CHR cautions Congress against bringing back death penalty
The Commission on Human Rights (CHR) has chided the House committee on justice for passing on Dec. 6 the proposed law reimposing the death penalty “without the benefit of a full consideration of relevant submissions from all stakeholders.”
“The commission in its advisory role on matters relating to the human rights urges Congress to give regard to the fact that as a signatory to the protocol, the Philippines has bound itself to perpetually abolish the death penalty in order to finally uphold the right to life,” CHR said in a statement issued on Sunday.
The constitutional human rights watchdog was referring to the Second Optional Protocol to the International Covenant on Civil and Political Rights that binds signatory-countries to abolish the death penalty.
The Philippines signed the international agreement in 2006, when the Arroyo administration abolished the death penalty shortly before the visit of Pope Benedict XVI.
The CHR also reiterated that restoring the death penalty will violate constitutional guarantees of respect for human rights and the dignity of every person.
“The right to life of a person is the most fundamental right,” it said.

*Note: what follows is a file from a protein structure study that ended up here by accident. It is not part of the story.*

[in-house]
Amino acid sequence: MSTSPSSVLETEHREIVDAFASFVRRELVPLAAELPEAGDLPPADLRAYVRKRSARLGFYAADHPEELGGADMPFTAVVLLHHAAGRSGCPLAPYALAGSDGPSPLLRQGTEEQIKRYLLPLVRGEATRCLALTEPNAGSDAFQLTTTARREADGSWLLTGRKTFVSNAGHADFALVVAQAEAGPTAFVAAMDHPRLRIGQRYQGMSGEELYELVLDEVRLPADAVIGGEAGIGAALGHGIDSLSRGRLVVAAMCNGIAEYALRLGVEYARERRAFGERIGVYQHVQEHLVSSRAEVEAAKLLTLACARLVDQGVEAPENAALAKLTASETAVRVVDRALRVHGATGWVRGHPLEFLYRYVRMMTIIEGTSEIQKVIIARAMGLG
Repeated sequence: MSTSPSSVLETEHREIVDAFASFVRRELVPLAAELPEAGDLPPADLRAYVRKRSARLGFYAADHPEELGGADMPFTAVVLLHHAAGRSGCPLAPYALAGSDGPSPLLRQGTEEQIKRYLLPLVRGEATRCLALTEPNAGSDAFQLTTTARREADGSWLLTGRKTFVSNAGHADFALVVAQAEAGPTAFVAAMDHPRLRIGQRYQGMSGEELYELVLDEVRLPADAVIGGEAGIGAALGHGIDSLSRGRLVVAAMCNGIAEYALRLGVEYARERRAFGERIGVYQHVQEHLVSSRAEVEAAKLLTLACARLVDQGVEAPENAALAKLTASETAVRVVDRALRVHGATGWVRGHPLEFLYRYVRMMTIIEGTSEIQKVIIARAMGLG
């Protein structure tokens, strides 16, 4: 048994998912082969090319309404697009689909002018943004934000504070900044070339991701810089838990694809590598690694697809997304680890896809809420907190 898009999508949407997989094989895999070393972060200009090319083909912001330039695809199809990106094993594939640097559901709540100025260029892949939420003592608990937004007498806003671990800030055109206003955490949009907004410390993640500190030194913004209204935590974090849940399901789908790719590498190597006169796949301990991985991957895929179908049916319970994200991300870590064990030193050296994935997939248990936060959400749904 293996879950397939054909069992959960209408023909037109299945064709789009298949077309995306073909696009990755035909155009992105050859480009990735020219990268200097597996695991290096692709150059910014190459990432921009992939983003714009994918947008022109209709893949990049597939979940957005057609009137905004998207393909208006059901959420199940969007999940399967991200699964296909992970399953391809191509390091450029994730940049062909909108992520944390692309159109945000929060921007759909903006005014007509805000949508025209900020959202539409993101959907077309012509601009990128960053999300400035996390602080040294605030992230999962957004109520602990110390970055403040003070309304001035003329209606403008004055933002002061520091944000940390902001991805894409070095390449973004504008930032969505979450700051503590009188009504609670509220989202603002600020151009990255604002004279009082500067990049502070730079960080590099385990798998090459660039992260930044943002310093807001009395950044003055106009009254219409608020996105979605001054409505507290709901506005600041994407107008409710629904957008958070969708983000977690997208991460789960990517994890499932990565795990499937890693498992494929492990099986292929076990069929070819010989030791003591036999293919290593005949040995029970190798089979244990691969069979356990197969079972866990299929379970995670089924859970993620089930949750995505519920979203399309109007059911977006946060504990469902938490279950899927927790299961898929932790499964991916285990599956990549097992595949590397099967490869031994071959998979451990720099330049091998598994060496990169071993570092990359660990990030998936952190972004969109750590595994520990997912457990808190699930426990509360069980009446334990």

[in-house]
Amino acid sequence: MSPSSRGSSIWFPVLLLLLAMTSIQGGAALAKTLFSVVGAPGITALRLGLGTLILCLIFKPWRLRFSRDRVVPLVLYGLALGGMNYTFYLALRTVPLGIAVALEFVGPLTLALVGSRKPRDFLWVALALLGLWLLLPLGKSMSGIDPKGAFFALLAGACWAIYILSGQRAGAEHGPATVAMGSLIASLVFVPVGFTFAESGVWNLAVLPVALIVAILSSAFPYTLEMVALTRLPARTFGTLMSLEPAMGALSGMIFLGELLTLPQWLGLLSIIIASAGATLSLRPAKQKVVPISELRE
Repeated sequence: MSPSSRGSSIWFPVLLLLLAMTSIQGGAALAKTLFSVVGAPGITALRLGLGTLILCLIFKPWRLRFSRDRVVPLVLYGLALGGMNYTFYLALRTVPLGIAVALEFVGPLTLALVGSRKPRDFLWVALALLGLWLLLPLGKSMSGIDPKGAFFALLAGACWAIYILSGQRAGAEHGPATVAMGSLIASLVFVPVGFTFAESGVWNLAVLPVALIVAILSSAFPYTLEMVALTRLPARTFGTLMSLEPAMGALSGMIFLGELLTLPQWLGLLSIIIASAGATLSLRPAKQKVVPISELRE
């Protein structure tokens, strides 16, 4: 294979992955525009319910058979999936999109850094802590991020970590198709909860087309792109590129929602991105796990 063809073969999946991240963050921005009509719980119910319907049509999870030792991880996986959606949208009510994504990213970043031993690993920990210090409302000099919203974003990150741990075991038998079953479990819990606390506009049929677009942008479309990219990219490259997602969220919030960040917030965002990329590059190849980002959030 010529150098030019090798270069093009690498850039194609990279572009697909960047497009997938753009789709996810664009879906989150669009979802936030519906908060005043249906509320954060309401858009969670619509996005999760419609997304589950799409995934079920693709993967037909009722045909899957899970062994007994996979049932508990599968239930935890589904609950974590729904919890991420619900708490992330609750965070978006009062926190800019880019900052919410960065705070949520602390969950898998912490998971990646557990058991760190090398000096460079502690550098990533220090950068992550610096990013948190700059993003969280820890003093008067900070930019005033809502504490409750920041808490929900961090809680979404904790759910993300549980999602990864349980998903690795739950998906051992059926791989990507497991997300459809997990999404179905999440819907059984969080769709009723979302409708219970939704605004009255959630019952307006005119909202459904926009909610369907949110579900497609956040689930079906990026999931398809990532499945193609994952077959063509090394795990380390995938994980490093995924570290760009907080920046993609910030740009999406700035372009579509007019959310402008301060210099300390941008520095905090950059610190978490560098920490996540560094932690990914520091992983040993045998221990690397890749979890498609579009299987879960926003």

“Every person is imbued with dignity. Capital punishment by whatever method such as by lethal injection, firing squad, hanging or electrocution would constitute cruel, inhuman and degrading punishment. It does not accord dignity to human beings and has no place in a civilized society,” CHR went on.
CHR again pointed out that no studies have shown that death penalty deters crime.
“Yes, crimes must be deterred, criminals must be held to account, victims must be given justice. However, the death penalty is not the answer. No studies support it,” CHR said, stressing that “effective law enforcement and a criminal justice system that works is the most important deterrent to criminality.”
The House committee on justice voted 12-6 last Tuesday to endorse to the plenary the proposal to reinstate the death penalty for “heinous crimes.”
Crimes to be punishable with death are drug offenses, treason, qualified piracy, qualified bribery, parricide, murder, infanticide, rape, kidnapping and serious illegal detention, robbery with violence against or intimidation of persons, destructive arson, and plunder.
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